But it also makes the country potentially fertile ground for the Libra network.
"Building an accessible digital wallet into Facebook in a setting like that — at a high level it has a lot of potential," Dr Toth said.
Yet, he too had questions: "Where will you convert Libra coin into Myanmar kyat? And [will] the places where people buy stuff start taking digital payments?"
A Facebook spokesperson said its own digital wallet Calibra will work with local exchanges and other providers that accept cash.
"People will be able to bring cash to these exchanges where they will receive a code they can manually input into their Calibra app to load their wallets," he said.
Stefano Parisse is the group director of consumer products at Vodafone (a member of the Libra Association), which helped launch M-Pesa in Kenya in 2007.
He said the M-Pesa experience showed the cost of transferring money internationally remains high.
"That's a key challenge that companies building products on the Libra blockchain might be able to address," he said.
Losing economic control
Then there are larger questions as to how Libra might impact national economies in "unbanked" regions.
In the Financial Times, Facebook co-founder Chris Hughes suggested the network will "disrupt and weaken" countries by helping people to transfer their unstable local currencies into one managed by corporations.
This was also a concern for Dr Salami.
She suggested Kenyan consumers might welcome Libra.
"Most people would like to have the opportunity to transact in a currency that's global," she said.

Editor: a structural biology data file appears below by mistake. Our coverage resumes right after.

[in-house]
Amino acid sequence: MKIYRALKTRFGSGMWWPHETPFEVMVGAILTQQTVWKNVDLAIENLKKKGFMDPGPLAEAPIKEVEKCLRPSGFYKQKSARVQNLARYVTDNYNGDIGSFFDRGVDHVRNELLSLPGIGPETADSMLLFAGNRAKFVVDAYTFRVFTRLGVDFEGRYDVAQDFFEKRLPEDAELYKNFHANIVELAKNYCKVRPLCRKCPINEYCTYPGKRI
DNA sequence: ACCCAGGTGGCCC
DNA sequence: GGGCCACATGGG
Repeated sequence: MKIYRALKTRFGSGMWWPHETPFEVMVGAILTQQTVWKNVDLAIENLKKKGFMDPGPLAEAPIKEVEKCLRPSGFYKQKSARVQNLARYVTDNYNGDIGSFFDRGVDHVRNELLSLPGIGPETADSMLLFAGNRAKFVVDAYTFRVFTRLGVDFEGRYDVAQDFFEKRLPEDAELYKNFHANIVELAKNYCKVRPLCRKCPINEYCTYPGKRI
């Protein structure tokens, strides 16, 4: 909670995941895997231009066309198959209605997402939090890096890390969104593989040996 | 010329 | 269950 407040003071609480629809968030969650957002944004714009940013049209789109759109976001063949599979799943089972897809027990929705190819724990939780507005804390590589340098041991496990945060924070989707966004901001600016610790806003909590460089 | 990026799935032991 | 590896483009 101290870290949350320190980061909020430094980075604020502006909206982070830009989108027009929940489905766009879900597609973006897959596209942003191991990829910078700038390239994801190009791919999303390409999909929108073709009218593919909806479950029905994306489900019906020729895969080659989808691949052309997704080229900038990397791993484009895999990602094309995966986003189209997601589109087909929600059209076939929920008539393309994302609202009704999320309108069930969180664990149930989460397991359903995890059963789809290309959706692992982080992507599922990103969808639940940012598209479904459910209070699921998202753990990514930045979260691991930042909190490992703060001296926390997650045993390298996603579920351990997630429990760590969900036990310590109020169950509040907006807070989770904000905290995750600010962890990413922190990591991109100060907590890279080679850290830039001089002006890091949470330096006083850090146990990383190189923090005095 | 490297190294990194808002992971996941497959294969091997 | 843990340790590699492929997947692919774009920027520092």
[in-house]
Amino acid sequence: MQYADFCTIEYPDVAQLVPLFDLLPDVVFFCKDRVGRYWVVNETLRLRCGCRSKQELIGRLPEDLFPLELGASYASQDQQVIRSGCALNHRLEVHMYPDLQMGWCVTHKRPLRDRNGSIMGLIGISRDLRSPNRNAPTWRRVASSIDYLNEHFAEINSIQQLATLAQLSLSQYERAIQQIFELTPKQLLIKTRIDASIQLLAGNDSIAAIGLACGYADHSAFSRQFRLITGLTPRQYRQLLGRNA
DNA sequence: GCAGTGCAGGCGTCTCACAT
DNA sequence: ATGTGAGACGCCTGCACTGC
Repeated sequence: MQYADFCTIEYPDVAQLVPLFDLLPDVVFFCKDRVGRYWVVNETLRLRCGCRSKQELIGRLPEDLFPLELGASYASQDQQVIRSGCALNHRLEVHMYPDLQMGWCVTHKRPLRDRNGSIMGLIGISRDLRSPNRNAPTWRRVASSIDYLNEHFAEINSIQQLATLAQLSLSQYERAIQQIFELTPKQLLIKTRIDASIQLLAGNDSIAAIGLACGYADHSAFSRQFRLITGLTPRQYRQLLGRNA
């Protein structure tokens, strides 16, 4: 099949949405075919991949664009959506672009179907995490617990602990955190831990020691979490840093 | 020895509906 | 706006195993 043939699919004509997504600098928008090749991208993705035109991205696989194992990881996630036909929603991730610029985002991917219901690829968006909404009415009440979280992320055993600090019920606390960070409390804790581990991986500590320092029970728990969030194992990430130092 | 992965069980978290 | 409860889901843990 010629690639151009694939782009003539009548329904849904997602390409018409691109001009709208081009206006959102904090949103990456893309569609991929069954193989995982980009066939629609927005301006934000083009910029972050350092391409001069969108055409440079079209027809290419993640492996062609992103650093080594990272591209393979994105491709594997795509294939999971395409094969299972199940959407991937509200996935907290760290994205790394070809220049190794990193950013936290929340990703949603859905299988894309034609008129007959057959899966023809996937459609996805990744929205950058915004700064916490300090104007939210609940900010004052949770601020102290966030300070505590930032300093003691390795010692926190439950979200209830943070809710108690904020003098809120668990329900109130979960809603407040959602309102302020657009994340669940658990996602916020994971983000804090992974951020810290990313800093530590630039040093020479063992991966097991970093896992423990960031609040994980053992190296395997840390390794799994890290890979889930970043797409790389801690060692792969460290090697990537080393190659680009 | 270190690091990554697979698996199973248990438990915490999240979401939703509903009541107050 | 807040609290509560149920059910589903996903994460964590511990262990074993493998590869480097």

But regulators may see things differently. If Libra was to become widespread, particularly in developing countries, it could shift monetary control to the Libra Association.
That group has decided the Libra cryptocurrency is to be backed by a basket of bank deposits and short-term government bonds in stable currencies such as the dollar, pound and euro.
"What you are likely then to have is a shift of control from those developing country economies, to ... central banks such as the US Federal Reserve Bank and European central bank," Dr Salami said.
This could make it more difficult for central banks in emerging economies to set monetary policy. To stimulate their own local economies in times of economic distress, for example.
To address this, Dr Salami suggested that Libra's governance framework include an international public-private partnership with central banks and regulatory authorities from around the world, among other groups.
"This would certainly give Libra much more legitimacy," she said.
"At the moment, there are doubts as to giving a group of largely blue-chip private companies, whose interest is really profit-making rather than global financial and monetary stability, total governance control over a currency that could be potentially global."
A Facebook spokesperson said it looked forward to responding to lawmakers' questions as this process moved forward.
Ultimately, Dr Toth questioned whether some of the "unbanked" would be easily reachable by a digital currency — Libra or otherwise.
And how many of the "unbanked" are also "un-Facebooked"?
"I would like to see someone look at the intersection of people who don't have electricity, who don't have reliable data access, people without smartphones and the 'unbanked'," he said.
"A lot of those 'unbanked' people have no way of accessing a smartphone-based technology."